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If there’s one thing about this title, it never stops pushing the story forward. Each page just blazes on until reaching the end. It very successfully captures the panic and craziness of the world. Although it’s clear that this book is tied to “Irredeemable”, it still hasn’t gotten to that point in the story that it doesn’t need to remind you of it.
The diamond gang is a group of white males that have begun worshiping the Plutonian and misinterpreting his actions. They believe that he’s only killing minorities and so they’ve taken it upon themselves to do the same. They wear the Plutonian’s symbol on their jackets and are terrorizing the city that Max has sworn to protect.
While Jailbait is in the hospital recovering from her collapse, Max is out tracking down the gang. He finds them after a series of crimes that they are broadcasting onto the internet. He beats the crap out of them and makes them beg for their lives while he records it. The leader of the group is more resilient and shares with Max that they know the secret of his power. The secret being that the longer Max is awake the harder his skin is, but that when he goes to sleep his power resets. The gang leader then threatens Max, telling him they’ll be waiting for him.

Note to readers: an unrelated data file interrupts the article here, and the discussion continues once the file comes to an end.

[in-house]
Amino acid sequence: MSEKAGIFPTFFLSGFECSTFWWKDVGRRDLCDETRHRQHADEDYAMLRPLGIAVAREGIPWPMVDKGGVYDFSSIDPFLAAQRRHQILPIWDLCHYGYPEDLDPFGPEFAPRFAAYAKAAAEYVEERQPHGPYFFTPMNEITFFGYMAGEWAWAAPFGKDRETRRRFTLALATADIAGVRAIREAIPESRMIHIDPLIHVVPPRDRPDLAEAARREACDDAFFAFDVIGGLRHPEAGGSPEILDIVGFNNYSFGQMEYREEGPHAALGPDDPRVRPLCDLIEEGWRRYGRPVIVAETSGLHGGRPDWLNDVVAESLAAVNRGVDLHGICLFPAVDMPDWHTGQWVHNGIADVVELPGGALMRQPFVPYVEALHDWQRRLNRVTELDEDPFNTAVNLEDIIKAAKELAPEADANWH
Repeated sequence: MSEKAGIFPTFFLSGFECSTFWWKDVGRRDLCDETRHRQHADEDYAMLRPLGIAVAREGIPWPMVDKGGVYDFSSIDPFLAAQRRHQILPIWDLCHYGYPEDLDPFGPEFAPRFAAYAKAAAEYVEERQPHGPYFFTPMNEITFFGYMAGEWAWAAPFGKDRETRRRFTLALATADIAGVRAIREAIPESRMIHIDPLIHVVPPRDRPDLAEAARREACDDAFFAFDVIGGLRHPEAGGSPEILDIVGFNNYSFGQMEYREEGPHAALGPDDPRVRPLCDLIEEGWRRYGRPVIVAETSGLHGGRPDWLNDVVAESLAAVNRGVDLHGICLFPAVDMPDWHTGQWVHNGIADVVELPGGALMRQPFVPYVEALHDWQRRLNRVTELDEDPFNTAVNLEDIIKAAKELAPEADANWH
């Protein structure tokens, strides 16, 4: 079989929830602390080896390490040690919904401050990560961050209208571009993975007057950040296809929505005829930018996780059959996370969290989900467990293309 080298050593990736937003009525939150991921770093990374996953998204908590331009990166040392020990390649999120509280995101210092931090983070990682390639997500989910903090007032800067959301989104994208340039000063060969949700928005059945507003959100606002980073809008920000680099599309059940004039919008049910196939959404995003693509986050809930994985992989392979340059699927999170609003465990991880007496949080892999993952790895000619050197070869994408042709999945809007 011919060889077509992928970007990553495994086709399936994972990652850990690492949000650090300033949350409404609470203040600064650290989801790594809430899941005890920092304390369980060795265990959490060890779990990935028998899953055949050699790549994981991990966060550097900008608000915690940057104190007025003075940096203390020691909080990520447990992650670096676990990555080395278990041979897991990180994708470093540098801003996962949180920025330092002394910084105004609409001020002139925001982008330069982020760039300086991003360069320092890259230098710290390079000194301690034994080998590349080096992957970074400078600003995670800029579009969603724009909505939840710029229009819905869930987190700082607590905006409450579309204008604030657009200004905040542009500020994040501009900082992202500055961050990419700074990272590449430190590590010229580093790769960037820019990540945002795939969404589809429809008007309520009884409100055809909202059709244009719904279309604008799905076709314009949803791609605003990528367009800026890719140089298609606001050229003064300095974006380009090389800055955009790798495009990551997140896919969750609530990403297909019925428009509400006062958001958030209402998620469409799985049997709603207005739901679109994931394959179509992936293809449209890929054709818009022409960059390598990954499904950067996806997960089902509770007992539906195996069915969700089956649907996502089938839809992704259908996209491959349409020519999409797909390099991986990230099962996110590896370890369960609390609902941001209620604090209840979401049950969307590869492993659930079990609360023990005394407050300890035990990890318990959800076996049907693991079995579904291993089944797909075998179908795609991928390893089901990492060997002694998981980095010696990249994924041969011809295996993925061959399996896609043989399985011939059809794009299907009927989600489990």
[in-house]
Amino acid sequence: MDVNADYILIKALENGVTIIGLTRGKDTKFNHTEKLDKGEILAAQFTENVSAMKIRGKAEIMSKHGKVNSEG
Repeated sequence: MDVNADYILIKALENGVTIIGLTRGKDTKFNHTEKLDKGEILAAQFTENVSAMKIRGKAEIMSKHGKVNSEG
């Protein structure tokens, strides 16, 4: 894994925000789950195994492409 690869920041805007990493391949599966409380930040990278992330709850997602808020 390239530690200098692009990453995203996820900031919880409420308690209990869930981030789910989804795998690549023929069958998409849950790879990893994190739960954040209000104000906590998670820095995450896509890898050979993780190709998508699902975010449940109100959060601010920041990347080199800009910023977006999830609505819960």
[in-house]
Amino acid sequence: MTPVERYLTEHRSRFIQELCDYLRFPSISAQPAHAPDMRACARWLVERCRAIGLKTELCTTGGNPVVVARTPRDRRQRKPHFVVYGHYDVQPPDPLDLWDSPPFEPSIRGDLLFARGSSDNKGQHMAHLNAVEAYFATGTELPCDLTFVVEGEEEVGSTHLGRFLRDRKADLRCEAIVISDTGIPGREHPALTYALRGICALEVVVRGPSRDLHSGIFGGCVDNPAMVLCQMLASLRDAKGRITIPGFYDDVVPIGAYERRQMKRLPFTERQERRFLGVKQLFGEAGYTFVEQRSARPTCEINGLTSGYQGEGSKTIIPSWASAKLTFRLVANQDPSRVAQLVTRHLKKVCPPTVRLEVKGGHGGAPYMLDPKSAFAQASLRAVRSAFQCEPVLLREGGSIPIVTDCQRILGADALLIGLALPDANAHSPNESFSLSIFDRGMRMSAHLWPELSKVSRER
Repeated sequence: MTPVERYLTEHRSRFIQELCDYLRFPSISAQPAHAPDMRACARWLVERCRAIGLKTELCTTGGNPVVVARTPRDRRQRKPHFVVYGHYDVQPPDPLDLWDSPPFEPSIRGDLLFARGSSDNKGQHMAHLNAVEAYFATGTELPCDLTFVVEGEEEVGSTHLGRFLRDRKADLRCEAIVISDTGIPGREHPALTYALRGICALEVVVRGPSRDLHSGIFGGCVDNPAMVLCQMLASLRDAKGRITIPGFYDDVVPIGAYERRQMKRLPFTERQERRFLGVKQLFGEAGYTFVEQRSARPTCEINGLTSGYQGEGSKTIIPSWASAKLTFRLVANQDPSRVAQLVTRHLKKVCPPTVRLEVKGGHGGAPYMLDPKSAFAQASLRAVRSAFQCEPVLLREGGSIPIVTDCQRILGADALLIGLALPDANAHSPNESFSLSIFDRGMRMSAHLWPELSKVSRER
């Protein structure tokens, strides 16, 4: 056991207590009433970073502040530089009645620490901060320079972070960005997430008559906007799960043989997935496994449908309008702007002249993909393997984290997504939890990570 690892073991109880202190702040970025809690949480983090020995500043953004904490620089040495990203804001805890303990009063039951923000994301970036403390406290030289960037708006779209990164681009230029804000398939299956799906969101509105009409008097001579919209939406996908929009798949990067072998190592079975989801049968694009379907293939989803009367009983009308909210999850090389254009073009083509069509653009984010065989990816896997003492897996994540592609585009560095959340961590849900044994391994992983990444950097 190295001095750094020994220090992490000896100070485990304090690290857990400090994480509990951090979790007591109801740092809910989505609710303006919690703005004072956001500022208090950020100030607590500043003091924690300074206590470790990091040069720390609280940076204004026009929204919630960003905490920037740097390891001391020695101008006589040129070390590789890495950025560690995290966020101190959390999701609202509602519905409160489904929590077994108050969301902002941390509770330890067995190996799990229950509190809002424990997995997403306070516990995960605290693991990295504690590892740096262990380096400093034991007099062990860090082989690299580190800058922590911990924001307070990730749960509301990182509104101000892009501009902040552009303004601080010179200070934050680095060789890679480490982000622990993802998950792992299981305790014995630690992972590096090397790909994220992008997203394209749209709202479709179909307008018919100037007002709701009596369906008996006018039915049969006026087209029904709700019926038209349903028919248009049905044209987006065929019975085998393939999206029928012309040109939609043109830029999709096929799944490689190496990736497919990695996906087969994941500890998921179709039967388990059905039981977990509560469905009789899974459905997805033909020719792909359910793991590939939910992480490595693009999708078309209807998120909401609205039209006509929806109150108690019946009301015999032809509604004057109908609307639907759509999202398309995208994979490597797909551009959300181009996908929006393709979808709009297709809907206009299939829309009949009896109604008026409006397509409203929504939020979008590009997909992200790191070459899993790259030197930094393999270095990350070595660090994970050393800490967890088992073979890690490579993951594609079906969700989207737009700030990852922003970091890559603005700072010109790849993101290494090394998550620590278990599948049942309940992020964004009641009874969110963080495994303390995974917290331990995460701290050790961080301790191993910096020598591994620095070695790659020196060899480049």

Armadale waits with Jailbait at the hospital, hiding her identity as a Jane Doe. He’s become attached to the young girl and seems to actually want to help her and Max. As he’s leaving the hospital he bumps into the girl Max kidnapped in issue five. She’s at the hospital because her family was attacked by the diamond gang. When she sees Armadale she asks him to contact Max for help. Too bad for her it’s a silent arrangement that he and Max have, making him little help to her in public.
Mark Waid (Irredeemable, Amazing Spider-Man) finally finds his pace and voice in this issue. Until now the story has been very short sighted as if the premise of the character was the only focus. Now though, there is a clearer direction that the book is going. No longer does it feel like a spin-off of its older more successful brother (Irredeemable), but a series that can stand all on its own.
Horacio Domingues picks up where Jean Diaz left off after the first story arc. His style is a bit cartoony, but it gives the title a distinguished look. Domingues does manage to add some life to the title by filling the world with background characters so that it doesn’t feel like a barren waste land.
Granted it’s the seventh issue but it finally feels like the real story has begun. Max is becoming a well rounded character with a strong supporting cast, that’s building towards becoming a strong series. It’s nice to see Waid create and support two distinguished independent titles. Hopefully he has a clear vision of where both titles are going so that they can continue being a success.
Overall Score – 7.5/10